before we battled the trail again back to Redington Road.
Once back to the relatively smooth surface of Redington
Road, we headed west, back toward Tucson and our final stop.
Between the upper and lower Tanque Verde Falls parking
areas, a short hiking trail leads to a breathtaking overlook of
the falls. I could feel my body tense as we came upon the cliff’s
ledge. Even from a few hundred feet above and a third of a mile
away, I could hear the powerful roar of the falls. I could almost
feel the spray on my face. Amazingly, atop the rock precipice
leaning into the canyon, the view was a more commanding
sight than Chivo Falls.
We rode in silence for the remaining few miles back to our
starting point, each reflecting on the day’s events.
Maybe I should be more specific about what I wish for. But,
as we parted ways with friendly handshakes and a little relief
at making it back safely, I
decided not to take my wife’s
advice. That would take all
the fun out of it.
editor’s note: Many readers in
the Tucson area know this location
as “Chiva” Falls, not Chivo Falls.
The U.S. Geological Survey lists
the name Chivo Falls, which is,
interestingly enough, next to Chiva
Tank (with the “a”), a spelling also
listed by the USGS.
advantage of rain-boosted
water levels and slosh
through Tanque Verde
back road adventure
Note: Mileages and GPS coordinates are approximate.
> Begin in Tucson at Tanque Verde Road and Catalina Highway intersection.
> Drive east on Tanque Verde Road for 8 miles; Tanque Verde
becomes Redington Road as it heads into the Rincon Mountains.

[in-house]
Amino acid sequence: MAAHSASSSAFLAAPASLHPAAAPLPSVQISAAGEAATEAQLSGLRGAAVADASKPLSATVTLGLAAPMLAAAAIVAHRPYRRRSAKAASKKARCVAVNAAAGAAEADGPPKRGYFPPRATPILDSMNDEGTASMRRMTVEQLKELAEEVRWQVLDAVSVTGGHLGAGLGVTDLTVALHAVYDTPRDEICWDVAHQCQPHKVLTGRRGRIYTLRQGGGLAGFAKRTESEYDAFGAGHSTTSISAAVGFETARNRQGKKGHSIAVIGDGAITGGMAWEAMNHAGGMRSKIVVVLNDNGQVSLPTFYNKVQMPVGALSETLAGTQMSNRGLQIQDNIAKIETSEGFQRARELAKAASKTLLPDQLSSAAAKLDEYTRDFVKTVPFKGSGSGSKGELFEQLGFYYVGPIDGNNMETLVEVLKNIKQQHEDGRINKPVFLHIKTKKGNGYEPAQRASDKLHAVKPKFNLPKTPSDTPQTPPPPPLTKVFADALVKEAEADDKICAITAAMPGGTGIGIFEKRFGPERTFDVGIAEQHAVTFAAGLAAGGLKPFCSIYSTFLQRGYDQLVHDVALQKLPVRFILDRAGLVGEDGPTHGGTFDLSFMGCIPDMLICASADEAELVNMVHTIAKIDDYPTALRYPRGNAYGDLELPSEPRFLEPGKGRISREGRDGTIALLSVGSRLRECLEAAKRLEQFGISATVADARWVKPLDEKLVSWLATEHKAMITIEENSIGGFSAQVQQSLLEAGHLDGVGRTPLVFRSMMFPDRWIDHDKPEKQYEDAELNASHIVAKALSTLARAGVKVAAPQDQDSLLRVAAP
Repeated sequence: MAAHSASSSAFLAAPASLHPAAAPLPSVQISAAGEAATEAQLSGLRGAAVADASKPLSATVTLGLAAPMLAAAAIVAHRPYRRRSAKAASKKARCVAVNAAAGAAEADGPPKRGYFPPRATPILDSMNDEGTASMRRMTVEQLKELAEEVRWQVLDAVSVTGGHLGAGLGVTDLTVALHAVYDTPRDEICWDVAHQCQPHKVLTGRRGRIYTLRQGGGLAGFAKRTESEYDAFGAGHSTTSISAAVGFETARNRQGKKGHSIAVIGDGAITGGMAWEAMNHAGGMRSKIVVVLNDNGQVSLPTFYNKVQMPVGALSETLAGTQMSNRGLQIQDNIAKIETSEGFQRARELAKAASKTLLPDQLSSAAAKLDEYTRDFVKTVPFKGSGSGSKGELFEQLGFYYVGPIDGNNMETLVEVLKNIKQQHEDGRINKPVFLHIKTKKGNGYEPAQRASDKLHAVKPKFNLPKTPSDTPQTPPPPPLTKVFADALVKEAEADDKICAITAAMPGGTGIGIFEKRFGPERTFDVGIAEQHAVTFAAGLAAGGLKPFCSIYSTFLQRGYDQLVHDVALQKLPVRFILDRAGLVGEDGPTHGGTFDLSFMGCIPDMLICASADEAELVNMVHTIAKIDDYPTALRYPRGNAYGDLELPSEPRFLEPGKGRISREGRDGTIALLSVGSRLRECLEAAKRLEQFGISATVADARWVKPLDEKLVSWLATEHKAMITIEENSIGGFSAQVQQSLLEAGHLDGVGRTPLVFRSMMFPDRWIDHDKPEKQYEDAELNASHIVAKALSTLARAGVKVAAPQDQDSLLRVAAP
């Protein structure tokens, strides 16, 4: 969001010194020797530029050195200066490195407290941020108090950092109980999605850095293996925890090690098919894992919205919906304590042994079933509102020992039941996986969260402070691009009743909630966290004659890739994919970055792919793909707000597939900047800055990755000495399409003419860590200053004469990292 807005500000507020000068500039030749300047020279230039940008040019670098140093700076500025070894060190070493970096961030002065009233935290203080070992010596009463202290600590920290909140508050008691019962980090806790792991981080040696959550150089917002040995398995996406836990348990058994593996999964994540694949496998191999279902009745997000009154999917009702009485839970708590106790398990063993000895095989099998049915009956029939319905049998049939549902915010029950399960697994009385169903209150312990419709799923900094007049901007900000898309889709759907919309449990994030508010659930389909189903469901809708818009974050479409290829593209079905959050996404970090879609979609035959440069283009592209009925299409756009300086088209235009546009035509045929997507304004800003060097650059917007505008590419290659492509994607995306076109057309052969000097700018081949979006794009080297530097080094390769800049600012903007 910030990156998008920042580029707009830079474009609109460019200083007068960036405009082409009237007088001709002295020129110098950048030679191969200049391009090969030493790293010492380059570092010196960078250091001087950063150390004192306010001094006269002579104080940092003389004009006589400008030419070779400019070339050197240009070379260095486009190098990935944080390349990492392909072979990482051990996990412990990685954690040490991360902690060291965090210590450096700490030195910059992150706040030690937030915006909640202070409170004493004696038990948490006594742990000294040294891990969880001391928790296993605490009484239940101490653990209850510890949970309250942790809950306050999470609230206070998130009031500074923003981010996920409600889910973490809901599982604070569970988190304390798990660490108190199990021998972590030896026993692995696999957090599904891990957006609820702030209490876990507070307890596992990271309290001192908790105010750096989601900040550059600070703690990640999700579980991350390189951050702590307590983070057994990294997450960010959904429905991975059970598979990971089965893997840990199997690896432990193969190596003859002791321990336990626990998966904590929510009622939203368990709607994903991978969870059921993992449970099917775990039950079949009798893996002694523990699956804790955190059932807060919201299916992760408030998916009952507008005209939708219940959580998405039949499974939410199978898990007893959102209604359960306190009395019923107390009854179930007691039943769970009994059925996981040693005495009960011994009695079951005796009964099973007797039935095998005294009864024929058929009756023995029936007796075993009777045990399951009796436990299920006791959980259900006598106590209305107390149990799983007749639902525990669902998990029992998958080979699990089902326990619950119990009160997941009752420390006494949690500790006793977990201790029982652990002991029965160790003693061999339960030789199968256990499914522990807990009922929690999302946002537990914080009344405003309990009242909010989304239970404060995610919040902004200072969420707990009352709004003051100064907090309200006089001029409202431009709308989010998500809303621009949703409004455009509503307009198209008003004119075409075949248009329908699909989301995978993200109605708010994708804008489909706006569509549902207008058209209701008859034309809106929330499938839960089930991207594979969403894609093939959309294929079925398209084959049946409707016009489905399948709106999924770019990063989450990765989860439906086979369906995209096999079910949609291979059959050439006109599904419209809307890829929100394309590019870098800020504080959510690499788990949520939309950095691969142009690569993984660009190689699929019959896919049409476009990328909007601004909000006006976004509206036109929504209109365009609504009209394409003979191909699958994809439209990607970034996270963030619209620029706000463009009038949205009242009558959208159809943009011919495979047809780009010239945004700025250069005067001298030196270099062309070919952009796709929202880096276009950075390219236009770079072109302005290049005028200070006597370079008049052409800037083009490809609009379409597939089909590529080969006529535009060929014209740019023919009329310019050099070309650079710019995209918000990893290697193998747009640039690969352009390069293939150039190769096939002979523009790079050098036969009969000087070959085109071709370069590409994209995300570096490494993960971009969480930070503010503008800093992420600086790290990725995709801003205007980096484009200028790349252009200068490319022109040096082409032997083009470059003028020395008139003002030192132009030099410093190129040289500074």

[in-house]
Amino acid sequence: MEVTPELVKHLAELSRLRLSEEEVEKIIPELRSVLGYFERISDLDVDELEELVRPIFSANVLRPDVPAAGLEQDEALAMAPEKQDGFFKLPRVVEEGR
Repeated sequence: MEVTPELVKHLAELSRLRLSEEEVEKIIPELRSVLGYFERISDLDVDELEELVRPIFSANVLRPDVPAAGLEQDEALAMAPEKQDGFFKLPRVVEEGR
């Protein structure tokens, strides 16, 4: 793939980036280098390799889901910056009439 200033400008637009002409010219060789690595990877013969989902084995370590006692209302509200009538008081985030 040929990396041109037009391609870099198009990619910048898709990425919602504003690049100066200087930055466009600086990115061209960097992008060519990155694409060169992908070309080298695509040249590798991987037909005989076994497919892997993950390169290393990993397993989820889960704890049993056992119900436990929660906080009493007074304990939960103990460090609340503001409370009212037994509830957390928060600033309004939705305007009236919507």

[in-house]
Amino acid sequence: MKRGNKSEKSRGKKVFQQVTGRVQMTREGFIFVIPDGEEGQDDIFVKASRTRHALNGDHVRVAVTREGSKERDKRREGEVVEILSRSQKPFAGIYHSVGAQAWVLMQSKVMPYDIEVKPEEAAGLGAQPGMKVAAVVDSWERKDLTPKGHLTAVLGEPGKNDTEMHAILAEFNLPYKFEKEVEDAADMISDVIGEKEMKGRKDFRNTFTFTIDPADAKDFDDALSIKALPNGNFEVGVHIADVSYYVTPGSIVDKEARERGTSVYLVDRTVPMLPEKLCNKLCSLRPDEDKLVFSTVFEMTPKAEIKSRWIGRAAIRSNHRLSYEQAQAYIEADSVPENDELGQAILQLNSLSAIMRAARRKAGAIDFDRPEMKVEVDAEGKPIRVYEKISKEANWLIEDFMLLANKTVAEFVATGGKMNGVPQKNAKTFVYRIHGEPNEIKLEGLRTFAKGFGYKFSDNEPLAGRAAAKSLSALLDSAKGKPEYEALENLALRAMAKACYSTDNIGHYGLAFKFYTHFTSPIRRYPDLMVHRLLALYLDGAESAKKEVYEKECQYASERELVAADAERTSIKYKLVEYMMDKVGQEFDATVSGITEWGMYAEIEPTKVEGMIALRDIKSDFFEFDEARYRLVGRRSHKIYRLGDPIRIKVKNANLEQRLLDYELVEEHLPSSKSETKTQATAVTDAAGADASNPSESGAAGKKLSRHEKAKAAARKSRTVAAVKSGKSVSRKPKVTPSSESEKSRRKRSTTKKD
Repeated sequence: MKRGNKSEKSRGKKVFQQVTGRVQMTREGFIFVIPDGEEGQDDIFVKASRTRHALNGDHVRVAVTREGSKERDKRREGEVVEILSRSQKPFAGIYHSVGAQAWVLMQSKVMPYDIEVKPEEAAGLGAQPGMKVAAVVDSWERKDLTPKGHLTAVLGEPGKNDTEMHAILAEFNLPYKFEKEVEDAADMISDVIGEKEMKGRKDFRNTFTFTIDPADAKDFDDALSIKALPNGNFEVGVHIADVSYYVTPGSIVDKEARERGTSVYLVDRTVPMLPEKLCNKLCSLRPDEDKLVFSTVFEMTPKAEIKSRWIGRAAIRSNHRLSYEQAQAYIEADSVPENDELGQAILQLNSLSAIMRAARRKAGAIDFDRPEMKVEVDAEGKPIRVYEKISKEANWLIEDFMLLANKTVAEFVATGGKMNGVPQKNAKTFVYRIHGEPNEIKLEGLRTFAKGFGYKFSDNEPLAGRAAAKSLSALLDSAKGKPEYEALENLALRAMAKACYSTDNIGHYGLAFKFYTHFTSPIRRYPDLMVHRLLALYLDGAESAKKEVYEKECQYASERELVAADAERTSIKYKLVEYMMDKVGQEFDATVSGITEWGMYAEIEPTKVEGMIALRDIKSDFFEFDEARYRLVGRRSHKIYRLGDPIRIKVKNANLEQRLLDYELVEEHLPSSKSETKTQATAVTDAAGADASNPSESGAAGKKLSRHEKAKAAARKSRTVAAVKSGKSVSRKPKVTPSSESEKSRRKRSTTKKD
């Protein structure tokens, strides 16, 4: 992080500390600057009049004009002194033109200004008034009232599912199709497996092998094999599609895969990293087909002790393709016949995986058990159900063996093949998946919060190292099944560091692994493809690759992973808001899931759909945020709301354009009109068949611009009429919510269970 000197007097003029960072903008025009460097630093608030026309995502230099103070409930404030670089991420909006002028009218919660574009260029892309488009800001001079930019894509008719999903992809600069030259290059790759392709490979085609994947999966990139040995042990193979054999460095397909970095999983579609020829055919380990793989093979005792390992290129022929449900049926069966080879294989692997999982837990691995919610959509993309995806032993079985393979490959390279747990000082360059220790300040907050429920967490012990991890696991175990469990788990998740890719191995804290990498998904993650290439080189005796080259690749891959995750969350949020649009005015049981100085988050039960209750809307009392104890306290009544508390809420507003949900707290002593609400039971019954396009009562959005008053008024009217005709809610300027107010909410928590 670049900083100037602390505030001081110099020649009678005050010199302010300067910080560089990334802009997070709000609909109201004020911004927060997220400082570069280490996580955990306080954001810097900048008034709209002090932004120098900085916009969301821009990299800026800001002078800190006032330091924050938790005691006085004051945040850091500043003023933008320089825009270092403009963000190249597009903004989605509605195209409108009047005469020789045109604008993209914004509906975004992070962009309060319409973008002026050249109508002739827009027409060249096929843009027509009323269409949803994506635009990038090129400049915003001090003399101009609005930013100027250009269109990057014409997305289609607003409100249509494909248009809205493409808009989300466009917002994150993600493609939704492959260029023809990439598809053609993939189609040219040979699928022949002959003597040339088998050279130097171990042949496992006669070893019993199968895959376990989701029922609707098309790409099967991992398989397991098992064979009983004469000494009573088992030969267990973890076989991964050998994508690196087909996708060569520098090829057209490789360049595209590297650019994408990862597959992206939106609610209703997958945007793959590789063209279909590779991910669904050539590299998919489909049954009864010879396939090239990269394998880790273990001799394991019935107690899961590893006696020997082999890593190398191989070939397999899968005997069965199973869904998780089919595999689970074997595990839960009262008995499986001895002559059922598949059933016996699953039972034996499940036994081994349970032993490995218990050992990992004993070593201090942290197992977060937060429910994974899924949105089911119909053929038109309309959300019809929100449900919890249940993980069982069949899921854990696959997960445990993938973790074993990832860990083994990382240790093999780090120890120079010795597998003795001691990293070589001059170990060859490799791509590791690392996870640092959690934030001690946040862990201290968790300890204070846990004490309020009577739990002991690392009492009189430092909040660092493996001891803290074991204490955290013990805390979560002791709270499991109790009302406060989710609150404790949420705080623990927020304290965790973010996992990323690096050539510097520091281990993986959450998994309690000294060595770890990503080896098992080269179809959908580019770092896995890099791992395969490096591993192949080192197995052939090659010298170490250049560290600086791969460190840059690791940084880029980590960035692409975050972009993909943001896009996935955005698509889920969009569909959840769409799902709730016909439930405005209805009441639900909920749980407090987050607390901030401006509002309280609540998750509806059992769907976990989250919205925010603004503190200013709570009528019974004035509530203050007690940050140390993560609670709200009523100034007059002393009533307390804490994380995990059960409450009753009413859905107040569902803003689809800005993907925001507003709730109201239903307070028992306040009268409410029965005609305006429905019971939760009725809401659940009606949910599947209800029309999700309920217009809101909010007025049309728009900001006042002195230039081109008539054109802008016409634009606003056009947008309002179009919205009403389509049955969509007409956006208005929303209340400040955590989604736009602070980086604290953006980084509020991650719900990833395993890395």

> After another 4 miles, drive past the first turnoff to Forest Service Road
4417 (the western terminus) and continue approximately another 4 miles
to the northern terminus of FR 4417, which is a rough jeep trail requiring
high clearance and four-wheel drive. (32°18.13 N; 110°35.84 W)
> Turn right on FR 4417 and drive 2.75 miles to the
intersection with Forest Service Road 4426.
> Continue on FR 4426 for about a half-mile to an old ruin;
after passing the ruin, turn right onto Forest Service Road
4405. Drive across Tanque Verde Creek (in rainy season, can
be dangerously flowing); continue about three-quarter
miles to Chivo Falls. (32°15.52 N; 110°35.75 W)
> To return to Tucson, retrace this route to
Redington Road and then to Tanque Verde Road.
Disregarding the danger of shaky
footholds and unpredictable water
depth, more than 30 people have
lost their lives at triple-tiered
Tanque Verde Falls, right, a site to
enjoy with caution.
48 m a y 2 0 0 6
chivo falls Kevin Kibsey
CORONADO NATIONAL FOREST
SAGUARO NATIONAL PARK
Tanque Verde Rd.
Tanque Verde Creek
R I N C O N M O U N T AI N S